///
    /// \return An \c HRESULT error code.
    virtual HRESULT STDMETHODCALLTYPE Show(IListViewFooterCallback* pCallbackObject) = 0;
    /// \brief Removes all footer items
    ///
    /// Removes all footer items from the list view control's footer area.
    ///
    /// \return An \c HRESULT error code.
    virtual HRESULT STDMETHODCALLTYPE RemoveAllButtons(void) = 0;
    /// \brief Inserts a footer item
    ///
    /// Inserts a new footer item with the specified properties
    /// at the specified position into the list view
    /// control.
    ///
    /// \param[in] insertAt The zero-based index at which to insert the new footer item.
    /// \param[in] pText The new footer item's text.
    /// \param[in] pUnknown ???
    /// \param[in] iconIndex The zero-based index of the new footer item's icon.
    /// \param[in] lParam The integer data that will be associated 
    /// with the new footer item.
    ///
    /// \return An \c HRESULT error code.
    virtual HRESULT STDMETHODCALLTYPE InsertButton(int insertAt, 
            LPCWSTR pText, LPCWSTR pUnknown, UINT iconIndex, LONG lParam) = 0;
    /// \brief Retrieves a footer item's associated data
    ///
    /// Retrieves the integer data associated with the specified footer item.
    ///
    /// \param[in] itemIndex The zero-based index
    ///       of the footer for which to retrieve the associated data.
    /// \param[out] pLParam Receives the associated data.
    ///
    /// \return An \c HRESULT error code.
    virtual HRESULT STDMETHODCALLTYPE GetButtonLParam(int itemIndex, LONG* pLParam) = 0;
};

The Doxygen comments should explain what each method does. I have not yet found out the purpose of the third parameter of InsertButton. I thought it would be a tool tip text, but no tool tip shows up when I set this parameter to some text. The icons that you can specify are taken from the footer area image list. This image list can be set by sending LVM_SETIMAGELIST with wParam set to 4.

As you may have noticed, the interface doesn't provide any method to remove a single item or to change the properties (like text) of an item. So, whenever you want to change the footer items, you actually have to remove all of them and insert new ones. Another limitation is that you cannot add more than four footer items.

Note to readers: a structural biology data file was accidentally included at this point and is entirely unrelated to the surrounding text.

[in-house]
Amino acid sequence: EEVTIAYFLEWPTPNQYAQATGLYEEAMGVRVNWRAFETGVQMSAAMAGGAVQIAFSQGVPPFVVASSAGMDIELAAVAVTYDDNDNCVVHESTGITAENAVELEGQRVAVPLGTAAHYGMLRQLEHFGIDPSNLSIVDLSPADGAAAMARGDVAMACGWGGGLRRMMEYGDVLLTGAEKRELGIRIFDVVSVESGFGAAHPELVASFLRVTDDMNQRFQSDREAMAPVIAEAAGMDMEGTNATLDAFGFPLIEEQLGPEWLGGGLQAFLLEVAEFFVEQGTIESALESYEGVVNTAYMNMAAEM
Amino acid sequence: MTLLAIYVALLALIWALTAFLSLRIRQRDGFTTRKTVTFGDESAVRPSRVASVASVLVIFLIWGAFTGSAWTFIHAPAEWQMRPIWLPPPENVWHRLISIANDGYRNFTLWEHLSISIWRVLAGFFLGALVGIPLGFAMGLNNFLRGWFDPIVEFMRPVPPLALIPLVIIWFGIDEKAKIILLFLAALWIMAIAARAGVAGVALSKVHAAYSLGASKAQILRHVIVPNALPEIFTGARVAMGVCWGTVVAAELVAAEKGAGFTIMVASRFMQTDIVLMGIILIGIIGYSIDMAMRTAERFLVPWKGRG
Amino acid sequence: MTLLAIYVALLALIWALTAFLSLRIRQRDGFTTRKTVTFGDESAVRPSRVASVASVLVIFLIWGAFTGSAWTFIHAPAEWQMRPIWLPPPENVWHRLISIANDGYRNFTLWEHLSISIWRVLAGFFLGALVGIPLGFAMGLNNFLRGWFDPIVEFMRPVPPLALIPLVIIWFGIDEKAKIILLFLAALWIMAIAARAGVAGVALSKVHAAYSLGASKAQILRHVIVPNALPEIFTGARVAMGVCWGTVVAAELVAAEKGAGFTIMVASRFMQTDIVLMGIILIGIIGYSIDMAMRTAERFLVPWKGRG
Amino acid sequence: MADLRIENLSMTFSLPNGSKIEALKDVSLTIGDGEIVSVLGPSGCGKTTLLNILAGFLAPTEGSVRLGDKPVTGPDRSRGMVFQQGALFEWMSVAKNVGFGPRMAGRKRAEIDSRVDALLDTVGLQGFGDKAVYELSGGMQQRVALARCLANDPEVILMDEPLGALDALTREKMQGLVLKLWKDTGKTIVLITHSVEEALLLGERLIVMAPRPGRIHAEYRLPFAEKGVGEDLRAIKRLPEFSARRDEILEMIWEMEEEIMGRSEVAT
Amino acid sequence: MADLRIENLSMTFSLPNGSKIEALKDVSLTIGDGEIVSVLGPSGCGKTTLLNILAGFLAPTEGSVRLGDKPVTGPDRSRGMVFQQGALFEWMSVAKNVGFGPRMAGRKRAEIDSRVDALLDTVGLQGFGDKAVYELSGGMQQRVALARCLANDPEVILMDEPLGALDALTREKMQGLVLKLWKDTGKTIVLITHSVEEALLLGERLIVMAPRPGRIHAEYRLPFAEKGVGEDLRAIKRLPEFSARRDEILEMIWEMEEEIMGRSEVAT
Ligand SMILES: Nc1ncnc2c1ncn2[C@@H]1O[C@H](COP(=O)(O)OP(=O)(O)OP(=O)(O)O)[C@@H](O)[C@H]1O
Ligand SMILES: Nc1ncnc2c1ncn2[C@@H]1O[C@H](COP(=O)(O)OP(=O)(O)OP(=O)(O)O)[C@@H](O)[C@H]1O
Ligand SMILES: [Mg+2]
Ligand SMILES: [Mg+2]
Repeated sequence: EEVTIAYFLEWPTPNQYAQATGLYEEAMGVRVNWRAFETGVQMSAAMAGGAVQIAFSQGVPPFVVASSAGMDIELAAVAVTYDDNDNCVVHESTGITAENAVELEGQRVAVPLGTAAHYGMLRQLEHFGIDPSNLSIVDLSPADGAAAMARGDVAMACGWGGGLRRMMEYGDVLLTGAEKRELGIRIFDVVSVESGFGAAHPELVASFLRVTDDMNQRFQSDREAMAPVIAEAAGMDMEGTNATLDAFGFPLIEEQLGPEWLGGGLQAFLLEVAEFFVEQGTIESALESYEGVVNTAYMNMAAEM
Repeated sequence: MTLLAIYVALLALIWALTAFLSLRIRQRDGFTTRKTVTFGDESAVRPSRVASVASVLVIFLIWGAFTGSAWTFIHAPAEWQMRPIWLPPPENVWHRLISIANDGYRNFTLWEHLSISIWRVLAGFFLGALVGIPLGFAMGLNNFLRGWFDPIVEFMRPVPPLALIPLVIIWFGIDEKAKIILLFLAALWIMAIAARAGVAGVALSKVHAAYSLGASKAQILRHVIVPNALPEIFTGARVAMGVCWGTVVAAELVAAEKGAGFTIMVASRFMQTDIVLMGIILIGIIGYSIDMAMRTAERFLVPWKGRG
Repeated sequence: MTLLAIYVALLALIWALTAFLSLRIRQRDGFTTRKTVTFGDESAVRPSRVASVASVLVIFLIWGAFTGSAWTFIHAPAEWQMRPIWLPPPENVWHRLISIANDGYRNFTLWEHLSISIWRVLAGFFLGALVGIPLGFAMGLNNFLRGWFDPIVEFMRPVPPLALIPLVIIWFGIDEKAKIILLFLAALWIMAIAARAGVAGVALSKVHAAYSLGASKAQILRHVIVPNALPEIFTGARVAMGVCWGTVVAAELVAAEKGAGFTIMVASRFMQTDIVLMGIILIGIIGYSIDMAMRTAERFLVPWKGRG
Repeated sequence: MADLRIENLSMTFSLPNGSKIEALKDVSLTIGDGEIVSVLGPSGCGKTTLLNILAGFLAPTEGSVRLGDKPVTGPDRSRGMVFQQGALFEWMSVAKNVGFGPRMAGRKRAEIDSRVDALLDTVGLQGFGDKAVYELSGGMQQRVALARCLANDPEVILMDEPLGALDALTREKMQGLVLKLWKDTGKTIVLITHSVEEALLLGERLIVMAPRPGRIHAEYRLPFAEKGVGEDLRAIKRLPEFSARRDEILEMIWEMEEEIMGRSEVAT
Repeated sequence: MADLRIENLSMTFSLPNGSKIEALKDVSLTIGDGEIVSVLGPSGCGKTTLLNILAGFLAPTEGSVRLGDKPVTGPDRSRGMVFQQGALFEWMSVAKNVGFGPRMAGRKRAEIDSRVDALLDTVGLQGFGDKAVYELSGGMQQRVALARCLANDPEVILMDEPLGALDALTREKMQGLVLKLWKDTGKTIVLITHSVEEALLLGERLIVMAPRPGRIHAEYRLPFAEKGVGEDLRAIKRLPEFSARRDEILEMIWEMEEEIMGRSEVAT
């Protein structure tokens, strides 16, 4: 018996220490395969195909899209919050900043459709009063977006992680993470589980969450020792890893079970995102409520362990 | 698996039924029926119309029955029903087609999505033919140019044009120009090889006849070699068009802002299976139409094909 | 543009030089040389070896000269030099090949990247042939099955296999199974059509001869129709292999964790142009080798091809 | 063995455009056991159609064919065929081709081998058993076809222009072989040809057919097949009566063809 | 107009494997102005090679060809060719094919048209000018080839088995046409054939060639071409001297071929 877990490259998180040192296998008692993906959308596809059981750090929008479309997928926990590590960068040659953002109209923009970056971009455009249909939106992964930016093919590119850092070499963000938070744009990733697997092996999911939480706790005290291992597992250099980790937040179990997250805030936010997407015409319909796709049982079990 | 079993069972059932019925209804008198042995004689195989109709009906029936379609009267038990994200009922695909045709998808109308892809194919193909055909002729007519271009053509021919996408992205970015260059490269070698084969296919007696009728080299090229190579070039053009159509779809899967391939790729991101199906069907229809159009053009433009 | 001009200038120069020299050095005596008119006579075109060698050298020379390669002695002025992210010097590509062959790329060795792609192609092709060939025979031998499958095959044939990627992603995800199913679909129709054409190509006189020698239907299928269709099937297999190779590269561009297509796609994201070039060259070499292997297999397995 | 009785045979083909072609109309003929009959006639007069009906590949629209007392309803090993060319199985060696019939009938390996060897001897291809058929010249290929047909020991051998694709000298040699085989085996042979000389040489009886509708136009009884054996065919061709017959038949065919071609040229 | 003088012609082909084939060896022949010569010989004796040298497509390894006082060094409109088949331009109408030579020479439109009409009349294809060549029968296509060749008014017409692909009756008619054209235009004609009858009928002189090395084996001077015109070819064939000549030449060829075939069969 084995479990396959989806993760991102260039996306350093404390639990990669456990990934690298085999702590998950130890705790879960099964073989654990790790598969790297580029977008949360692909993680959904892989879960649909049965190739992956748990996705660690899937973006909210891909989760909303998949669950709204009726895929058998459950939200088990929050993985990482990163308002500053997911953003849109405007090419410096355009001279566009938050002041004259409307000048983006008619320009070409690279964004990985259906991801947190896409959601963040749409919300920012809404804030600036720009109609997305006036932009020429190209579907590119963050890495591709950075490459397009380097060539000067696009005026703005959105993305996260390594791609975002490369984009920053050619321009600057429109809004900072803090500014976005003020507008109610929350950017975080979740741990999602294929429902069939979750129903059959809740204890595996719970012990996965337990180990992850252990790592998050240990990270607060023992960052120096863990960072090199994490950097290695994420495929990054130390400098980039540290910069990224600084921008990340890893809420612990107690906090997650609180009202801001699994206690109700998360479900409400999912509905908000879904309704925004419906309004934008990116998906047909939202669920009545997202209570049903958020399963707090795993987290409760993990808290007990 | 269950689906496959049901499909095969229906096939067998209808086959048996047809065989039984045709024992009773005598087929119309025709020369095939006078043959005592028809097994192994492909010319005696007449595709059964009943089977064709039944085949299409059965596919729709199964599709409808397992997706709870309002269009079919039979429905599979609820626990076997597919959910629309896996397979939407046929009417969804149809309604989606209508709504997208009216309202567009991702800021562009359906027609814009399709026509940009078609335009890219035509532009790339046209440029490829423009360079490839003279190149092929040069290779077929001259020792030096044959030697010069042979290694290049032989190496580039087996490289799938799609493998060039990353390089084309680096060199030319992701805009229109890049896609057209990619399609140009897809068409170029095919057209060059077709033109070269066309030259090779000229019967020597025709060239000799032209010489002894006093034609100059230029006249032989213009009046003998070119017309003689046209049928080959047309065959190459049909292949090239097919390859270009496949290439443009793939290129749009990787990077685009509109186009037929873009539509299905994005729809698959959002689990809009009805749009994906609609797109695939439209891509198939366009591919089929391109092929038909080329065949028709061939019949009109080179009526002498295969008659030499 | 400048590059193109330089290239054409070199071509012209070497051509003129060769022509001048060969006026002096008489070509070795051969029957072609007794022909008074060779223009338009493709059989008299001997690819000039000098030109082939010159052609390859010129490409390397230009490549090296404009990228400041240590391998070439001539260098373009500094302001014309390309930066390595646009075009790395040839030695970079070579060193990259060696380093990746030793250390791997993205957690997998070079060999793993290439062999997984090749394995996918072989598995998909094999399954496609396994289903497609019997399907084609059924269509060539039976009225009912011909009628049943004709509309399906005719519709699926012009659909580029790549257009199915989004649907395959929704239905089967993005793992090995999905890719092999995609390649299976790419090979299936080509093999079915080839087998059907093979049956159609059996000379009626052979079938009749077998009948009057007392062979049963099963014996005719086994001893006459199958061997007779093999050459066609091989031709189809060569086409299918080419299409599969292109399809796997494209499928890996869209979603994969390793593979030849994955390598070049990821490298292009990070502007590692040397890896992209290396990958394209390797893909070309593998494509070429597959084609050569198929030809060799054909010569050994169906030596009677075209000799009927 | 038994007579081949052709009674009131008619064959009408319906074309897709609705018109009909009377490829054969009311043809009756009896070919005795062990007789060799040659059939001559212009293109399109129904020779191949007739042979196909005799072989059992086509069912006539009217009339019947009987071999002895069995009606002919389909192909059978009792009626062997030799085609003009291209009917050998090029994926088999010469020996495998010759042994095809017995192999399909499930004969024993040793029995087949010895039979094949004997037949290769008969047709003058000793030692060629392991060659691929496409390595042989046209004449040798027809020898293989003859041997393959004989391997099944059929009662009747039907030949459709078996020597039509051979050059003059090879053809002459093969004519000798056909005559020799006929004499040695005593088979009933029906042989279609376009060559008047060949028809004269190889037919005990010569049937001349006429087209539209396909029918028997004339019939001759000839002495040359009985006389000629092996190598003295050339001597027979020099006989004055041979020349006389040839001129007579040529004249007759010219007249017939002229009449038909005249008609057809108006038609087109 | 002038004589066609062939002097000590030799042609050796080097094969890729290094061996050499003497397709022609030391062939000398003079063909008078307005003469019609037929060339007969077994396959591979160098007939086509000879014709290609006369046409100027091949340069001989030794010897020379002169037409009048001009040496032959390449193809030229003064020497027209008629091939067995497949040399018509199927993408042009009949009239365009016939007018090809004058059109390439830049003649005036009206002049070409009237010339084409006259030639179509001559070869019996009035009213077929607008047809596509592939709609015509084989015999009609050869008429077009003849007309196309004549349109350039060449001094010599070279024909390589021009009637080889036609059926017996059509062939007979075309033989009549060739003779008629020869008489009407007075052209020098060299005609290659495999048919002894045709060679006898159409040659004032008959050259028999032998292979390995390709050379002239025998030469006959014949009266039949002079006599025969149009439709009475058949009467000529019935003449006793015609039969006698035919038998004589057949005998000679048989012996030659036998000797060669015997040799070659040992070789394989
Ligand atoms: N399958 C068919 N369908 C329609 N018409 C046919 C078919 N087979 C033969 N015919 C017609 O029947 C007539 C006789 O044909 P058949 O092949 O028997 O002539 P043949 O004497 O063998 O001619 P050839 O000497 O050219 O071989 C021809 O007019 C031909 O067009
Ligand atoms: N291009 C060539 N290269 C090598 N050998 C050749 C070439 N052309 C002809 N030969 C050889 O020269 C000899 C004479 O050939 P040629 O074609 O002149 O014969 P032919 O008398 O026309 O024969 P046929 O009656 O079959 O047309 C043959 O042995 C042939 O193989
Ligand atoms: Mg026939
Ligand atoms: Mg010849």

So, how does IListViewFooterCallback look like?

const IID IID_IListViewFooterCallback = {0x88EB9442, 0x913B, 0x4AB4, 
              {0xA7, 0x41, 0xDD, 0x99, 0xDC, 0xB7, 0x55, 0x8B}};

class IListViewFooterCallback :
    public IUnknown
{
public:
    /// \brief Notifies the client that a footer item has been clicked
    ///
    /// This method is called by the list view control to notify
    /// the client application that the user has
    /// clicked a footer item.
    ///
    /// \param[in] itemIndex The zero-based index
    ///     of the footer item that has been clicked.
    /// \param[in] lParam The application-defined integer
    ///    value that is associated with the clicked item.
    /// \param[out] pRemoveFooter If set to \c TRUE, the list view
    ///    control will remove the footer area.
    ///
    /// \return An \c HRESULT error code.
    virtual HRESULT STDMETHODCALLTYPE OnButtonClicked(int itemIndex, 
                    LPARAM lParam, PINT pRemoveFooter) = 0;
    /// \brief Notifies the client that a footer item has been removed
    ///
    /// This method is called by the list view control to notify
    /// the client application that it has removed a
    /// footer item.
    ///
    /// \param[in] itemIndex The zero-based index of the footer item 
    /// that has been removed.
    /// \param[in] lParam The application-defined integer
    ///   value that is associated with the removed item.
    ///
    /// \return An \c HRESULT error code.
    virtual HRESULT STDMETHODCALLTYPE OnDestroyButton(int itemIndex, LPARAM lParam) = 0;
};

This interface is simple: one method to notify your app of footer item clicks, and one to notify it of footer item deletions. But, beware: both methods are called only for footer items that have a lParam other than 0.